If the founding generation did generally agree that all members of the human family shared an equal natural capacity for self-government, the problem remained that slavery had chained the slaves’ intellectual faculties. Despite this, the founding generation mostly forswore limiting suffrage by color.
According to Paul Goodman, the generation of the revolutionary era did not impose a color line on suffrage because they were “unprepared… for black citizenship” and then attributes “a wave of exclusions” to “a wave of black voting” (Goodman 2000, 7). Goodman assumes racism on the part of the founding generation and attributes their colorblind voting laws to inadequately preparing color barriers, which a wave of black voting spurred them to correct. The record cannot sustain this explanation. The founding generation didn’t omit the word “white” in suffrage laws because they forgot to do so, and they did not quickly insert a color line in voting laws after first experiencing free blacks at the ballot box. They expected free blacks would vote and they mostly held out against inserting a color line in suffrage qualifications for decades.
Jefferson bears witness to the point that the founding generation intended, not only to abolish slavery consistent with “the rights of human nature” but to also impose no color line dividing citizenship. In his 1774 public appeal to the British King, written on behalf of Americans, he asserted the colonists aim to abolish slavery, and said, “ But previous to the enfranchisement of the slaves… it is necessary to exclude all further importations from Africa” (Jefferson 1984, 115-116).
Jefferson equated the “enfranchisement of the slaves” with the “abolition of domestic slavery,” which necessitated the prohibition of slave importation. They partially accomplished the enfranchisement. In 1778, Congress debated the fourth article of the proposed Articles of Confederation, entitling “the free inhabitants of each of these States… to all privileges and immunities of free citizens in the several States.” The South Carolina delegation moved to insert the word “white” so that the term would read “the free white inhabitants of each of these States.” Eight of eleven state delegations present voted no, refusing to admit color as a test of citizenship. In 1779 John Adams drafted Massachusetts constitution that omitted a suffrage limitation with regard to color (curiously Keyssar asserts that Adams and the founders opposed black suffrage; Keyssar 2000, 13). In 1788, the year of the Constitution’s ratification, ten of the thirteen states did not limit the vote by color. Until 1812 not one of ten federal laws establishing government in the territories restricted suffrage based on color. By 1817 the color limitation began to spread, but eight of seventeen states remained open to free black suffrage, including the slave state of North Carolina. The 1796 constitution of the slave state of Tennessee remained open to free black suffrage as late as 1834, when the suffrage was qualified. (Garfield 1882, 88-89; Keyssar 2000, 328-329, 337-339; Smith 1997, 97, 104-106).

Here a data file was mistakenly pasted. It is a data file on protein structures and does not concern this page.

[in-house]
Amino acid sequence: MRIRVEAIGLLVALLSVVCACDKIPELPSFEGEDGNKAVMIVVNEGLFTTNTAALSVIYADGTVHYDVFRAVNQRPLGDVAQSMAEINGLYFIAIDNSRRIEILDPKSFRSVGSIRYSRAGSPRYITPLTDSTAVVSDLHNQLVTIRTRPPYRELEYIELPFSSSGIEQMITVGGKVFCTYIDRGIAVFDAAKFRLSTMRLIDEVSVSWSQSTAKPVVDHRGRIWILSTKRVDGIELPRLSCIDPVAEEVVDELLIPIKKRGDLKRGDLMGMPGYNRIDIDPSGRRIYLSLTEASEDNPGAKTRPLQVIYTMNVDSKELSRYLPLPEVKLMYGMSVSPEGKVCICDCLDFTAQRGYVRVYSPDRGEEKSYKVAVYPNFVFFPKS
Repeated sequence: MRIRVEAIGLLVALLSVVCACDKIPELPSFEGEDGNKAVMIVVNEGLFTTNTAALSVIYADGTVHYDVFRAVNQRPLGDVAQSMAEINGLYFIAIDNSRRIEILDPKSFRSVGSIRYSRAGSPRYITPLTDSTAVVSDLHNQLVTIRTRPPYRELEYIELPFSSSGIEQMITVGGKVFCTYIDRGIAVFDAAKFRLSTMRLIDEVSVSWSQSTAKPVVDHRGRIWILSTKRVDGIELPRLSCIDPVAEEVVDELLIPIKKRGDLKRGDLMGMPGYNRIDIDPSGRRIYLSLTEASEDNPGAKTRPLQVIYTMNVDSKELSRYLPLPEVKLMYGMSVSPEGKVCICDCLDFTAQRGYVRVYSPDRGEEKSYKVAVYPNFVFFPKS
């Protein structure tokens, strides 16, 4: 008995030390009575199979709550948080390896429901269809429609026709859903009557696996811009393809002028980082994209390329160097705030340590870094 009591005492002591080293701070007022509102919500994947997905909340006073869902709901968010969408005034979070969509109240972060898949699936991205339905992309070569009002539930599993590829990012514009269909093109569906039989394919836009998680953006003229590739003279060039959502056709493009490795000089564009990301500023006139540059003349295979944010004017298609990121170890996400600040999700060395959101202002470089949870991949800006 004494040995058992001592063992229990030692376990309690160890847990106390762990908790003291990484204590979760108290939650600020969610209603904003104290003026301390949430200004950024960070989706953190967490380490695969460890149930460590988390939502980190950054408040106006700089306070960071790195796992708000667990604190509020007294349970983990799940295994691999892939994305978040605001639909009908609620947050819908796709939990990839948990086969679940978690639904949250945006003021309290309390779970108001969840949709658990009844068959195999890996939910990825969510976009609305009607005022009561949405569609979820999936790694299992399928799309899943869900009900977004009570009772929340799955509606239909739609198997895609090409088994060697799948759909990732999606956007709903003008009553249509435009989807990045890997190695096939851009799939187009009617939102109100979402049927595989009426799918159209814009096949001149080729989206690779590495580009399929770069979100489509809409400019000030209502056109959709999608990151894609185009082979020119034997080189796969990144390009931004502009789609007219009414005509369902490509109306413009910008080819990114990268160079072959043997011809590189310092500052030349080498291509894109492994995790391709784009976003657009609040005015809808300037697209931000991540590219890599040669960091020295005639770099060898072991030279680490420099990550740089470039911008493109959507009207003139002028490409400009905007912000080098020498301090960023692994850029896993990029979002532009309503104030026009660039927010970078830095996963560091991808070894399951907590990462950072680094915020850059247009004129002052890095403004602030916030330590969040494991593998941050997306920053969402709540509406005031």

To a significant degree, color did not limit suffrage during the forty years after the American Founding. By then, many Americans who were adults in 1776 or 1788 would have been middle-aged or in their dotage. Goodman’s theory cannot explain why the founding generation did not foreclose political rights to color better than the theory that they were, in large part, acting to align the institutions inherited by the new regime into consistency with the new regime’s principles.
How did Revolutionary America stand with respect to race? In 1782 Hector St. John Crevecoeur described Americans as a new race:
What then is the American, this new man? He is either an European, or the descendant of an European, hence that strange mixture of blood, which you will find in no other country. I could point out to you a family whose grandfather was an Englishman, whose wife was Dutch, whose son married a French woman, and whose present four sons have now four wives of different nations. He is an American, who leaving behind him all his ancient prejudices and manners, receives new ones from the new mode of life he has embraced, the new government he obeys, and the new rank he holds…. Here individuals of all nations are melted into a new race of men…. (Crevecoeur 1904, 54-55)
To race scholar Winthrop Jordan, “the idea that the ‘American’ was a ‘new man’ by reason of physical amalgamation was the exceptional opinion of a romantic French immigrant,” and because the American is a European presumably meant, “the Negro was not an American” (Jordan 1974, 133). For more recent race scholars Crevecoeur’s passage marks the historical moment when America invented ‘whiteness.’ To Valerie Babb, Crevecoeur describes how the imagined white race was constructed into a concrete racial reality out of the “European patchwork quilt.” An iron racial rule divided white and non-white: “From the 1700s on, whiteness is the key to the maintenance of American nation-state identity” (Babb 1998, 37). This is a now a typical reading of Crevecoeur.